"When I see Data Safety labels stating that apps like Twitter or TikTok don't share data with third parties it makes me angry because it is completely untrue. Of course, Twitter and TikTok share data with third parties. Consumers deserve better. Google must do better."

Caltrider added: '"Google Play Store's misleading Data Safety labels give users a false sense of security. Honest nutrition labels help us eat better. It's time we have honest data safety labels to help us better protect our privacy."

What consumers can do to protect themselves

If any of this creeps you out, the first thing you should do is perform a basic review of the app’s permissions in your device’s settings and turn off what concerns you.

Caltrider explained it this way: “Does the weather app inexplicably want access to your camera and microphone? Does a game for kids need access to the camera and precise location? This level of intrusive access doesn't make much sense and would raise a potential red flag for a privacy researcher like myself.”

First, look at permissions 

Caltrider told ConsumerAffairs that looking at what permissions an app uses is a great way to gauge if you can trust the app at all and that concerned consumers should go to the Google Play App Store page, click on “About this App” and scroll all the way down to the bottom of that window to find out what other little surprises there might be.

“There, you will see a section called ‘Permissions’ -- click on ‘View Details’ and decide for yourself if you're comfortable with granting the app access to the data listed,” she said.

As luck would have it, Google’s new system software for Android phones has all security and privacy settings, including passwords, in one place (Settings > Security & privacy). When ConsumerAffairs reviewed the updates, it began with Alerts that, in our test, warned us that we had given an app background location access. With a single click, that devil was behind us.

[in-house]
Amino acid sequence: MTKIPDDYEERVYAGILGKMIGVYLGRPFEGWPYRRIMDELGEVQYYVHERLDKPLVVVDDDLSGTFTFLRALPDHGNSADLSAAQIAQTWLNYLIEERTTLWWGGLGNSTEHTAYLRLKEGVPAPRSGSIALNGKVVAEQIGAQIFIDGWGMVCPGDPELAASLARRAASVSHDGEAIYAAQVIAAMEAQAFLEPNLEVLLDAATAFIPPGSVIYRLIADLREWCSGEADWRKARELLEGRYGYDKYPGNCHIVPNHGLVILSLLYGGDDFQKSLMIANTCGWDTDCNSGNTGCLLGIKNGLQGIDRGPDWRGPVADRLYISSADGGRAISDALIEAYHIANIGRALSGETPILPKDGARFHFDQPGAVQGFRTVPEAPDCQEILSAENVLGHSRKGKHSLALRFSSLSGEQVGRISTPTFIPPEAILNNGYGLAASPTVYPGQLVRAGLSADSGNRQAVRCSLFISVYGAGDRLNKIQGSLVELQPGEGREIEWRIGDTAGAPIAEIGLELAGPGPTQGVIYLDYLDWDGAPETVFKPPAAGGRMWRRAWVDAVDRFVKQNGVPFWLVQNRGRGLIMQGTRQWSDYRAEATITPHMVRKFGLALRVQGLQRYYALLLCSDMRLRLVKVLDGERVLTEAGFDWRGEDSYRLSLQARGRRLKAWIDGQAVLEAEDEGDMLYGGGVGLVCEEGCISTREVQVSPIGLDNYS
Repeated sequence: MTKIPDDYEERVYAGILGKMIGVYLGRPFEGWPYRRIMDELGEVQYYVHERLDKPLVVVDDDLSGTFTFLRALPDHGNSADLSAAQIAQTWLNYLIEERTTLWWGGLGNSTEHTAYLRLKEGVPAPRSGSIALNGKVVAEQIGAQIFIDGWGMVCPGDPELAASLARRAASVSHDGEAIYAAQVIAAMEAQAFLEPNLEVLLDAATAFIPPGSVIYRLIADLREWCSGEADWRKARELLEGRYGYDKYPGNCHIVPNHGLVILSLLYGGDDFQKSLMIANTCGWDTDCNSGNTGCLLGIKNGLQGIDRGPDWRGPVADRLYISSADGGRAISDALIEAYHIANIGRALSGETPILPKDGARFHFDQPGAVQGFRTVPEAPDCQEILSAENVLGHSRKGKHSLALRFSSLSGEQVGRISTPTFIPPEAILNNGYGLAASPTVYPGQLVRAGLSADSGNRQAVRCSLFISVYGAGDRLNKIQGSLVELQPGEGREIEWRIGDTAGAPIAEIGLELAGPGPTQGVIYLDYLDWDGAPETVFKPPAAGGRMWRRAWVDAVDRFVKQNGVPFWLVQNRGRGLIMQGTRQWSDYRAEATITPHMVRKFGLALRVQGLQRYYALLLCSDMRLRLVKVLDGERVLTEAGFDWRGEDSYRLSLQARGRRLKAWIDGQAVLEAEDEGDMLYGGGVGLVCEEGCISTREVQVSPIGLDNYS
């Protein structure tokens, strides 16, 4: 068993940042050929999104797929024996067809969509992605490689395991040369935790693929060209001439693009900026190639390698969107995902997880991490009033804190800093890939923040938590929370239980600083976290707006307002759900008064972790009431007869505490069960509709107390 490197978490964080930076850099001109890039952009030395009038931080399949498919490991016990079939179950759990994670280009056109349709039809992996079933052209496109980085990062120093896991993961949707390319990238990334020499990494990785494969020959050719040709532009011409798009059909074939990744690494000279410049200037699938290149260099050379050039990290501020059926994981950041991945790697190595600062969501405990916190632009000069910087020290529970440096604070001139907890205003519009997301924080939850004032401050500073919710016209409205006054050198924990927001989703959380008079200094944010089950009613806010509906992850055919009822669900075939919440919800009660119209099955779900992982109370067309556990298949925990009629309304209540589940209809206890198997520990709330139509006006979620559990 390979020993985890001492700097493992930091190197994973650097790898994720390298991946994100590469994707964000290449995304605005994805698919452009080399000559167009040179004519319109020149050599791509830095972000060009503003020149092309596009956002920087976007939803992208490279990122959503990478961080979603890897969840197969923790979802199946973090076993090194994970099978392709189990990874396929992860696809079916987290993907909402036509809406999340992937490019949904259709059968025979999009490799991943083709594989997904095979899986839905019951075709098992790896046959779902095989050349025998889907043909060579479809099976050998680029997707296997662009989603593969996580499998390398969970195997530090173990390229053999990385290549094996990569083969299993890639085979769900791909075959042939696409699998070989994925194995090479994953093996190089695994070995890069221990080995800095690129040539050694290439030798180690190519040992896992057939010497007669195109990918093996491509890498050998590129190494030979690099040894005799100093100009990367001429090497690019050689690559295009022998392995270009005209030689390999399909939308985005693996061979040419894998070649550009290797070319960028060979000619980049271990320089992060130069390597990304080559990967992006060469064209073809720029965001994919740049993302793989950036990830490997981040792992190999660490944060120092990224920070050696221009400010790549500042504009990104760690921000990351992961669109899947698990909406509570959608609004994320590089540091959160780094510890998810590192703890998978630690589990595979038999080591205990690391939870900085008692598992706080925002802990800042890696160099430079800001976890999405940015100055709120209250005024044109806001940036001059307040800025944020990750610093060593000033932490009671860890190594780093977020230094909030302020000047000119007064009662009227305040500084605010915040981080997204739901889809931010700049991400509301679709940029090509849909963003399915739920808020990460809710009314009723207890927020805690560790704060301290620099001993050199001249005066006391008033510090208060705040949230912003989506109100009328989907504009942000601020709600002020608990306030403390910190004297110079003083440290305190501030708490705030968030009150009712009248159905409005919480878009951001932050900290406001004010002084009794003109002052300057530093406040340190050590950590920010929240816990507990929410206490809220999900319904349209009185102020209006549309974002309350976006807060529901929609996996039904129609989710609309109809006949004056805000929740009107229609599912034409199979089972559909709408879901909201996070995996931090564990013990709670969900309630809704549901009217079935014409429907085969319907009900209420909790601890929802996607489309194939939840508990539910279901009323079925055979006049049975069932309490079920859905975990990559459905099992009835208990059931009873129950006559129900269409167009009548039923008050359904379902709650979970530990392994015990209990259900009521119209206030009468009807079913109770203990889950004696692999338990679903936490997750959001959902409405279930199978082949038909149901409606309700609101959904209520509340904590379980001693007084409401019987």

“These [privacy features] are most certainly not foolproof, but it never hurts to open up the privacy settings on your phone once a month and check through things to make sure you’re comfortable with all the location sharing and permissions you’ve granted the apps you have,” Caltrider said.

Take a breath and pore through the privacy policy, looking for two specific words. Caltrider noted that if you can suck up the boredom of reading privacy policies and look for the words “collect” or “sell,” you’ll get an even tighter bead on what personal info an app is trying to suck into its system. 

Delete, delete, delete! 

“My last bit of advice is to only keep apps on your phone that you absolutely need. Delete that real estate app after you buy your house. Delete that dating app after you find the love of your life. Don’t install that social media app if you can visit the site through your web browser instead,” she said.

“Clean up those apps because privacy policies change, security vulnerabilities happen, and it’s a pretty easy way to keep yourself a little bit safer.”